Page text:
For working mothers, part-time work is often presented as a win-win solution: They get to stay on track in their careers and they have more time to help raise their children.
But the reality can be far less than ideal, as former first lady Michelle Obama pointed out in her 2018 memoir, “Becoming.” Several months after her daughter Malia was born, Obama negotiated to go half-time at her job at the University of Chicago, so that she could be “both career woman and perfect mother, striking the Mary Tyler Moore/Marian Robinson balance I’d always hoped for.” She had a babysitter at home, a “half-time” designation, but she soon found the arrangement to be a “something of a trap”:
“At work, I was still attending all the meetings I always had while also grappling with most of the same responsibilities. The only real difference was that I now made half my original salary and was trying to cram everything into a twenty-hour week. If a meeting ran late, I’d end up tearing home at breakneck speed to fetch Malia so that we could arrive on time (Malia eager and happy, me sweaty and hyperventilating) to the afternoon Wiggleworms class at a music studio on the North Side. To me, it felt like a sanity-warping double bind. I battled guilt when I had to take work calls at home. I battled a different sort of guilt when I sat at my office distracted by the idea that Malia might be allergic to peanuts. Part-time work was meant to give me more freedom, but mostly it left me feeling as if I were only half doing everything, that all the lines in my life had been blurred.”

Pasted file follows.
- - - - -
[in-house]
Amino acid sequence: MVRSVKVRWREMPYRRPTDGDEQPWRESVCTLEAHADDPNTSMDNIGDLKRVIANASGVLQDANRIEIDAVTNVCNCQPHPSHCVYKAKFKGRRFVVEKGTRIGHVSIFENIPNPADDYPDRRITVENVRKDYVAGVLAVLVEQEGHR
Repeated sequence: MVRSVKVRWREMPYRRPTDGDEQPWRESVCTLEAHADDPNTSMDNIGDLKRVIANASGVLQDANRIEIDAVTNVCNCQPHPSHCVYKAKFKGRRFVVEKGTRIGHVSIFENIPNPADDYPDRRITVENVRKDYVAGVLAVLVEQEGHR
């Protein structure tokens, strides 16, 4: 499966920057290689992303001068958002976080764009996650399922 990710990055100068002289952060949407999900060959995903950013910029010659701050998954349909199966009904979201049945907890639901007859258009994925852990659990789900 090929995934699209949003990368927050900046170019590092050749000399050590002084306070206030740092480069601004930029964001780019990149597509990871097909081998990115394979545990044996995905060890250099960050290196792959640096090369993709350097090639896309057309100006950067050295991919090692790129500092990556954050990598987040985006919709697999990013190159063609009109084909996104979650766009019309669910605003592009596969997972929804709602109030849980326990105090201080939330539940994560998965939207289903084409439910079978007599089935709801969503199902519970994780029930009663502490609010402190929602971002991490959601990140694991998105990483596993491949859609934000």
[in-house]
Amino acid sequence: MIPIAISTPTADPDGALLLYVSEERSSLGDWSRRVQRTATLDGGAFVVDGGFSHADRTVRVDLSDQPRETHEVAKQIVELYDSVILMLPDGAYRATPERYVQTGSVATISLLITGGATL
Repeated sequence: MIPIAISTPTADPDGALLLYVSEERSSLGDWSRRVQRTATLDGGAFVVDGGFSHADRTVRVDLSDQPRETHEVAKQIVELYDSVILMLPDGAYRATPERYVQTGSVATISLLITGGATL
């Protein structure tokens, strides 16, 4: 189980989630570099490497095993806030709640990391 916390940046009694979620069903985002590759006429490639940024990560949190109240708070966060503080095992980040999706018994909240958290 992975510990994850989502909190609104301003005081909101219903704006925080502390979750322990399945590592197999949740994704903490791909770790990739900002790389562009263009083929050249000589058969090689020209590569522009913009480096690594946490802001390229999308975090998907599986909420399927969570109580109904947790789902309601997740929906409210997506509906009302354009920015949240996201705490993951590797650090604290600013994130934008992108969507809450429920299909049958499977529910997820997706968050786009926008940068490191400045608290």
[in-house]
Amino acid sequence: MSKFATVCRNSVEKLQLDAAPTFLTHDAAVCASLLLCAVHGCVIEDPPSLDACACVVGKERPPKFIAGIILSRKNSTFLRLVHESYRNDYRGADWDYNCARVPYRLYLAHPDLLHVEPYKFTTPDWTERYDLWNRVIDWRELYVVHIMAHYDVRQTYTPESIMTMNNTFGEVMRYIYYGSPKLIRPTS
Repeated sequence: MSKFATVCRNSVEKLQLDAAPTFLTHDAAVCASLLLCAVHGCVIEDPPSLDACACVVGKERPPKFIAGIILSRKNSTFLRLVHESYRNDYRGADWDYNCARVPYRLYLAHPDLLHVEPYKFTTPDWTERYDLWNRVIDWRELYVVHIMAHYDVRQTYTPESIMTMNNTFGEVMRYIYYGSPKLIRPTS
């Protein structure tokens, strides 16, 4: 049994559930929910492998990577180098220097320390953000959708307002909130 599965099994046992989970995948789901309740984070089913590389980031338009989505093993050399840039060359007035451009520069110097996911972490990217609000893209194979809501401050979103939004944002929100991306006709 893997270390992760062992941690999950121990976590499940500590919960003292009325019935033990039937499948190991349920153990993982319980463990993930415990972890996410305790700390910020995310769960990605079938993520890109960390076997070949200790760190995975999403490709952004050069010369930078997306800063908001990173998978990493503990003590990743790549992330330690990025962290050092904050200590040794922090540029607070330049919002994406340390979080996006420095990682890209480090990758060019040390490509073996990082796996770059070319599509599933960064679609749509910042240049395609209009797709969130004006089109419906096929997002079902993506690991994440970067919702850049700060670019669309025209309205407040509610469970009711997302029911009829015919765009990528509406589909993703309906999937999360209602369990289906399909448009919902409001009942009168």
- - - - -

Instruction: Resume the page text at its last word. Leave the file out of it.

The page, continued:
Obama was encountering what’s known as “schedule creep.”
Joan Williams, a law professor who is founding director of the Center for WorkLife Law at the University of California, Hastings College of the Law, defined schedule creep as a job situation in which “Employers allow someone to go part time, but they don’t change the job expectations. So when that happens, hours typically creep back up towards full-time.”